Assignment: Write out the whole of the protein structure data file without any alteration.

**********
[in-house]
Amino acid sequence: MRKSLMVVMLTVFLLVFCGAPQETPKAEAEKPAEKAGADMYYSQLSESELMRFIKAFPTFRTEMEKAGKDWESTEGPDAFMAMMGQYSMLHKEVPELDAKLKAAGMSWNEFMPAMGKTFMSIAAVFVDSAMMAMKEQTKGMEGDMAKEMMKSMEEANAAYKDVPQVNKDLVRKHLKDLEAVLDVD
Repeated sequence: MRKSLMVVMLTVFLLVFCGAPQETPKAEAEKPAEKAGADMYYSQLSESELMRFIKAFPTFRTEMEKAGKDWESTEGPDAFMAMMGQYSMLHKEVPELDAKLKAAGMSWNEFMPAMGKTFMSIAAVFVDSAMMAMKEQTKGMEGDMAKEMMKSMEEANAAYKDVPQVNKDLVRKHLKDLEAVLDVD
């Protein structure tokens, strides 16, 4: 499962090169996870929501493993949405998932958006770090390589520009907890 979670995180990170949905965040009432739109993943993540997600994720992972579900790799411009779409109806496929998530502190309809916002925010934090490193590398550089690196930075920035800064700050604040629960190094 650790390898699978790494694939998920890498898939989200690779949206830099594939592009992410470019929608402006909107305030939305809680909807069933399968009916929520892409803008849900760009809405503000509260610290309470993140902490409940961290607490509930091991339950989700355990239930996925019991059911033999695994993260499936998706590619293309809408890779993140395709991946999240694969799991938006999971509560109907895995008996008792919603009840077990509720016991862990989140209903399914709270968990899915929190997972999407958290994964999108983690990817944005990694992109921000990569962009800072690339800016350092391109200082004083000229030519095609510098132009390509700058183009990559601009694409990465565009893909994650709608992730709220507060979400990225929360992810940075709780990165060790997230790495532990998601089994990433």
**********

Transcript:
[in-house]
Amino acid sequence: MRKSLMVVMLTVFLLVFCGAPQETPKAEAEKPAEKAGADMYYSQLSESELMRFIKAFPTFRTEMEKAGKDWESTEGPDAFMAMMGQYSMLHKEVPELDAKLKAAGMSWNEFMPAMGKTFMSIAAVFVDSAMMAMKEQTKGMEGDMAKEMMKSMEEANAAYKDVPQVNKDLVRKHLKDLEAVLDVD
Repeated sequence: MRKSLMVVMLTVFLLVFCGAPQETPKAEAEKPAEKAGADMYYSQLSESELMRFIKAFPTFRTEMEKAGKDWESTEGPDAFMAMMGQYSMLHKEVPELDAKLKAAGMSWNEFMPAMGKTFMSIAAVFVDSAMMAMKEQTKGMEGDMAKEMMKSMEEANAAYKDVPQVNKDLVRKHLKDLEAVLDVD
């Protein structure tokens, strides 16, 4: 499962090169996870929501493993949405998932958006770090390589520009907890 979670995180990170949905965040009432739109993943993540997600994720992972579900790799411009779409109806496929998530502190309809916002925010934090490193590398550089690196930075920035800064700050604040629960190094 650790390898699978790494694939998920890498898939989200690779949206830099594939592009992410470019929608402006909107305030939305809680909807069933399968009916929520892409803008849900760009809405503000509260610290309470993140902490409940961290607490509930091991339950989700355990239930996925019991059911033999695994993260499936998706590619293309809408890779993140395709991946999240694969799991938006999971509560109907895995008996008792919603009840077990509720016991862990989140209903399914709270968990899915929190997972999407958290994964999108983690990817944005990694992109921000990569962009800072690339800016350092391109200082004083000229030519095609510098132009390509700058183009990559601009694409990465565009893909994650709608992730709220507060979400990225929360992810940075709780990165060790997230790495532990998601089994990433």